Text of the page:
San Francisco Chronicle workers voted Friday to cut their benefits and extend their working hours so that fewer of their colleagues would lose their jobs.
The agreement followed the Hearst Corporation’s announcement that without worker concessions, the company would sell or close San Francisco’s last metropolitan daily.
Members of the Media Workers Guild had good reason to fear Hearst’s closure threat, given the company’s announcement that it is shutting down the Seattle Post-Intelligencer, leaving Seattle a one-newspaper town.
San Francisco guild members voted 333 to 33 in favor of the company offer, according to a statement issued by the union after the vote.
According to the union, “layoffs and buyouts are expected to claim at least 150 Guild jobs in the weeks ahead.”
That figure means a further 26 percent reduction in an already severely diminished staff. The Teamsters, the company’s other major union with 420 employees, will vote on a similar pact in the near future.
Among the concessions from the union were a 2.5-hour increase in the work week to 40 hours, elimination of seniority rights, reductions in vacation and leave time and acceptance of the company’s ability to outsource jobs previously covered by the union.
In Seattle, Hearst’s Post-Intelligencer will remain a journalism “brand,” though in vastly diminished form on a website the paper reported will employ a total staff of about 40, equally divided between advertising and news. The final edition rolled off the presses Tuesday, March 17.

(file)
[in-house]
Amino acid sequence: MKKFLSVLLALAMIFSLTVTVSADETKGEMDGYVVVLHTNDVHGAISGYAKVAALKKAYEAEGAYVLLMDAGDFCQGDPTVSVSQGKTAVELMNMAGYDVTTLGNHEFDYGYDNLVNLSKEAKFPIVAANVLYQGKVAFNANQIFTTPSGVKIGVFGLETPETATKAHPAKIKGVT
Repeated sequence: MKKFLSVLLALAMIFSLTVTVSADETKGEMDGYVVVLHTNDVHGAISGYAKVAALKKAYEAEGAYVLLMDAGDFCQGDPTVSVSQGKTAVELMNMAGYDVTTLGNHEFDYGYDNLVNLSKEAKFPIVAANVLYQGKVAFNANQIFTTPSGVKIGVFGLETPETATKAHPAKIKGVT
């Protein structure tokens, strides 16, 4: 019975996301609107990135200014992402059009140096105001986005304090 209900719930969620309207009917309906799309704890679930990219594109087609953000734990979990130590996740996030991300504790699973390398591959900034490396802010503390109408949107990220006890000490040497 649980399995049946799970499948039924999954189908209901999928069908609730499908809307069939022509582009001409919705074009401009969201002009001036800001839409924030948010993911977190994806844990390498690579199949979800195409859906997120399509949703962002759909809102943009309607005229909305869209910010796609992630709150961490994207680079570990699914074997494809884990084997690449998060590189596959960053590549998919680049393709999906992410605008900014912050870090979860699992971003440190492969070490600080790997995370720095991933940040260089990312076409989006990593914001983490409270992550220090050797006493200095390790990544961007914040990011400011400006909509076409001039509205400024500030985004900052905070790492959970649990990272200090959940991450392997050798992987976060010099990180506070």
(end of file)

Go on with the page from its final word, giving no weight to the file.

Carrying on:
Another paper headed for the chopping block won a reprieve this week when the Gannet Co. announced it was granting the Tucson Citizen a day-to-day reprieve while it negotiated with prospective buyers.
And another Southern California newspaper found a buyer Wednesday, when the famly-owned San Diego Union-Tribune announced its own acquisition by Platinum Equity, a private Beverly Hills firm.
Those are the two brightest spots in a month that’s otherwise been thoroughly gloomy in halls of the Fourth Estate.
Paper Cuts, a webslog that tracks newspaper layoffs, had reported on March 2 that 3,166 newspaper folk had been laid off in the year’s first two months. By Wednesday, March 18, the figure had reached 5,626. At that pace, 2009 is certain to soar ahead of the 15,684 jobs lost last year (http://graphicdesignr.net/papercuts/).